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To interpret inline image, we can again plug in our fitness model (see Appendix A):

  • display math(13)
  • display math(14)

The equation for inline image shows that when male and female dominances are equal, inline image, so that male and female allele frequencies are identical. Thus, sexual dimorphism in dominance can affect the invasion probabilities, in addition to the effect from sexual dimorphism in recombination rates.

In Fig. 2, we numerically confirm that inline image has the potential to impact whether a sexually antagonistic allele inline image can invade in the population. For the same averaged male and female allele frequencies at locus A, inline image can eventually invade in one population (black points: inline image), but not in the other population (grey points: inline image). This occurs despite the fact that both populations have the same recombination parameters (inline image) and the same sex-averaged p. We note that invasion depends on the size and sign of inline image (larger inline image has a greater impact). That is, when inline image and a new allele is male-benefit, invasion is easier. On the other hand, parameter selection that results in inline image will hinder the invasion of a male-benefit sexually antagonistic combination (or favour female-benefit alleles). In summary, sex differences in allele frequencies can have definite effects on the possibility of invasion.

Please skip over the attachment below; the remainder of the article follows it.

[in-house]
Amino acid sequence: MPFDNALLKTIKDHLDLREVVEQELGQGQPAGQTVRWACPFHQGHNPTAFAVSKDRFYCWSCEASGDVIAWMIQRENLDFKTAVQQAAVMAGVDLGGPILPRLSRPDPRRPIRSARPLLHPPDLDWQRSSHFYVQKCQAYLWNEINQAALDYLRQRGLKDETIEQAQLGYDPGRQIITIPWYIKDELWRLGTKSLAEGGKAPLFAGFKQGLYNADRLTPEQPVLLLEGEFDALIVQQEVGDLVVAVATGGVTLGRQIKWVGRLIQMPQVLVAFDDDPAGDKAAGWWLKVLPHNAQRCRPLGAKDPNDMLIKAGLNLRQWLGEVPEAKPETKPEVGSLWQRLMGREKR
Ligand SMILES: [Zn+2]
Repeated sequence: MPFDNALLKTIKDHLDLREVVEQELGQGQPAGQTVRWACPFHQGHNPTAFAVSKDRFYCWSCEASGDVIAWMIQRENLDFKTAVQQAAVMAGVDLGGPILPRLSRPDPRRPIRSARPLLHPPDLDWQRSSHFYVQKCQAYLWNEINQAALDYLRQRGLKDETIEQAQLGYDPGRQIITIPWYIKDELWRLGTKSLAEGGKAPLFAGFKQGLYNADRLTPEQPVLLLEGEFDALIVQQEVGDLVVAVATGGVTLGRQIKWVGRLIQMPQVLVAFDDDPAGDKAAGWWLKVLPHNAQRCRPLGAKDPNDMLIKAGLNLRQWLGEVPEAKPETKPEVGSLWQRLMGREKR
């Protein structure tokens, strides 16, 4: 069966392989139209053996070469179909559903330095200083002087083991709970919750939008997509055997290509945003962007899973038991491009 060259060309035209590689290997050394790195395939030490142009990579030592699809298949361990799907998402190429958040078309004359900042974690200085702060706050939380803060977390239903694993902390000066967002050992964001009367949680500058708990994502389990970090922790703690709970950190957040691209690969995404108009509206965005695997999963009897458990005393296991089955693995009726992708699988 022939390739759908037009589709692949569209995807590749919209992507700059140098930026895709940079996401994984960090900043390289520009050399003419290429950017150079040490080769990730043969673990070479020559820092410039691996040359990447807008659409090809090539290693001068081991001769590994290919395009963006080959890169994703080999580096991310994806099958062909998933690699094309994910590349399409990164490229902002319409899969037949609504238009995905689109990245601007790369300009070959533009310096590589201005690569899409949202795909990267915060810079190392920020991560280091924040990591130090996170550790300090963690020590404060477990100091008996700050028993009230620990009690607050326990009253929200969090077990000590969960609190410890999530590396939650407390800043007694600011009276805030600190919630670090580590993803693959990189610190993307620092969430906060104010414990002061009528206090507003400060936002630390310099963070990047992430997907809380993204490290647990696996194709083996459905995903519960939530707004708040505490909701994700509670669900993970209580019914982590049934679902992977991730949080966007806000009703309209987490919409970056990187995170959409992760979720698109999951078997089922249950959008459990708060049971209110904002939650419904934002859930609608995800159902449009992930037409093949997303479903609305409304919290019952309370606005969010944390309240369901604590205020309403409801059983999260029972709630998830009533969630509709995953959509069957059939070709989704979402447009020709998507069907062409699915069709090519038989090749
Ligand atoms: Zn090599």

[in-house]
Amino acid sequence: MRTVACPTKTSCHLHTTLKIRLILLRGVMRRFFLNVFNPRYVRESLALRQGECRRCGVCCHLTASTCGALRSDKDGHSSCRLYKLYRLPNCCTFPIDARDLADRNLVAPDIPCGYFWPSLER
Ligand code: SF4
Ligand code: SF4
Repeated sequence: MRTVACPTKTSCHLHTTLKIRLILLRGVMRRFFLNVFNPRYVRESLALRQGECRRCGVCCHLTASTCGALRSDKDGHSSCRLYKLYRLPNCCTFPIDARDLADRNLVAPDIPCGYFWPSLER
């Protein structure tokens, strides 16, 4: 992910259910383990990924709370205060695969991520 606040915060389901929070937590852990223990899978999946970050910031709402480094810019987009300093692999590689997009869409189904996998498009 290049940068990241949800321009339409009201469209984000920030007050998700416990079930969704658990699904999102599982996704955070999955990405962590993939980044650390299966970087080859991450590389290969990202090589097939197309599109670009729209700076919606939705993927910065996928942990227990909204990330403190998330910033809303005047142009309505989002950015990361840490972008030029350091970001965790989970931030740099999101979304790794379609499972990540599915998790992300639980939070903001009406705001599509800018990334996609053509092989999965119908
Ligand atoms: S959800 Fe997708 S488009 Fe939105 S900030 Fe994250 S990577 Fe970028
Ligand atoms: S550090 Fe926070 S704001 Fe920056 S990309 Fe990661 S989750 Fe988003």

Limitations of the model

As with any model, the results are subject to limitations of the assumptions. Two factors may mitigate the applicability of these results. First, the role of sexually dimorphic recombination was only investigated for weak selection. When the strength of selection increases in either sex, the approximation (eqn (3)) breaks down, and the sex-averaged recombination rate determines invasion outcome over the sex-specific recombination rates. Second, since populations are finite, it is important to assess the effect of the modified eigenvalues for realistic conditions. When the eigenvalue is near one (i.e. sex-specific recombination rates make a difference to invasion), we must worry about genetic drift. Drift dominates when N(λ−1) ≪ 1, where N is the population size and λ−1 is the deviation of the eigenvalue for invasion from one. 1/(λ−1) measures the time to invasion for a novel allele. Hence, in a case when the fitnesses and recombination rates are on the order of 1%, inline image. Drift becomes less important when inline image, a modest population size.

Conclusions

  1. Top of page
  2. Abstract
  3. Introduction
  4. Model
  5. Results and discussion
  6. Conclusions
  7. Acknowledgments
  8. References
  9. Appendix A: Model of selection and dominance
  10. Appendix B: Recursion equations and stability analysis
  11. Supporting Information

Recombination is important for adaptation because it shuffles loci and places favourable alleles together. However, recombination also hinders adaptation by breaking up the very same favourable combinations. The model studied here demonstrates that the advantages and drawbacks of recombination occur alongside each other, albeit in the different sexes. In fact, sex-specific recombination affects invasion in a manner distinct from simply the sex-averaged recombination rate, especially at the border of invasion. Low recombination permits the helped sex to keep favourable sexually antagonistic combinations together. Low recombination also permits stable linkage disequilibria to maintain sexually antagonistic variation (Patten et al., 2010; Úbeda et al., 2011). Both effects occur because low sex-specific recombination increases allele frequencies in the benefitting sex over the harmed sex without the differences washing out over time.